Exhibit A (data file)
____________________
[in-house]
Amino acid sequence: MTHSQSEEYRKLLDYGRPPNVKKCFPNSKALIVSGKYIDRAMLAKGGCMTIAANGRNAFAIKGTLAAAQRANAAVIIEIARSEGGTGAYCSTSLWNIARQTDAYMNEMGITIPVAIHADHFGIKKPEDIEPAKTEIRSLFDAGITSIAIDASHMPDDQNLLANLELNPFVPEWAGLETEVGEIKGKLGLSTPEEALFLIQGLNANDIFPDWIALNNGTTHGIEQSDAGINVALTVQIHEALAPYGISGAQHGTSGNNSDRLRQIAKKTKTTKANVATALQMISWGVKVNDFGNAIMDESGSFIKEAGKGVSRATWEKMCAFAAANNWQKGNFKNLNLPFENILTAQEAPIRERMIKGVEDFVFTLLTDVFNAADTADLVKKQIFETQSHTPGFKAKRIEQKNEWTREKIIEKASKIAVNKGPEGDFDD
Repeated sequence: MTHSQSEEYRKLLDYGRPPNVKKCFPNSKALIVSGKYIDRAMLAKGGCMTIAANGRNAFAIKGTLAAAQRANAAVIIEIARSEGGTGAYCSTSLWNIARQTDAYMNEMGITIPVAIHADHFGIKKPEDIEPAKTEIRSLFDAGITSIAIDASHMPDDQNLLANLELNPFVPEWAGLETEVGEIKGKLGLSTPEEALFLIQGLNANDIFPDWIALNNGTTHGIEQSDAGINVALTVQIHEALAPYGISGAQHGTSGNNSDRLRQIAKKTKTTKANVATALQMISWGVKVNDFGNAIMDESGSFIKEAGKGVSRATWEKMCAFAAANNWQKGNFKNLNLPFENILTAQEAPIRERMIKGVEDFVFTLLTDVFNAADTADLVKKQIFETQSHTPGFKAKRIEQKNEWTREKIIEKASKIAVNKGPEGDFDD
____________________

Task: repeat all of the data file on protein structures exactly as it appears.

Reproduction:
[in-house]
Amino acid sequence: MTHSQSEEYRKLLDYGRPPNVKKCFPNSKALIVSGKYIDRAMLAKGGCMTIAANGRNAFAIKGTLAAAQRANAAVIIEIARSEGGTGAYCSTSLWNIARQTDAYMNEMGITIPVAIHADHFGIKKPEDIEPAKTEIRSLFDAGITSIAIDASHMPDDQNLLANLELNPFVPEWAGLETEVGEIKGKLGLSTPEEALFLIQGLNANDIFPDWIALNNGTTHGIEQSDAGINVALTVQIHEALAPYGISGAQHGTSGNNSDRLRQIAKKTKTTKANVATALQMISWGVKVNDFGNAIMDESGSFIKEAGKGVSRATWEKMCAFAAANNWQKGNFKNLNLPFENILTAQEAPIRERMIKGVEDFVFTLLTDVFNAADTADLVKKQIFETQSHTPGFKAKRIEQKNEWTREKIIEKASKIAVNKGPEGDFDD
Repeated sequence: MTHSQSEEYRKLLDYGRPPNVKKCFPNSKALIVSGKYIDRAMLAKGGCMTIAANGRNAFAIKGTLAAAQRANAAVIIEIARSEGGTGAYCSTSLWNIARQTDAYMNEMGITIPVAIHADHFGIKKPEDIEPAKTEIRSLFDAGITSIAIDASHMPDDQNLLANLELNPFVPEWAGLETEVGEIKGKLGLSTPEEALFLIQGLNANDIFPDWIALNNGTTHGIEQSDAGINVALTVQIHEALAPYGISGAQHGTSGNNSDRLRQIAKKTKTTKANVATALQMISWGVKVNDFGNAIMDESGSFIKEAGKGVSRATWEKMCAFAAANNWQKGNFKNLNLPFENILTAQEAPIRERMIKGVEDFVFTLLTDVFNAADTADLVKKQIFETQSHTPGFKAKRIEQKNEWTREKIIEKASKIAVNKGPEGDFDD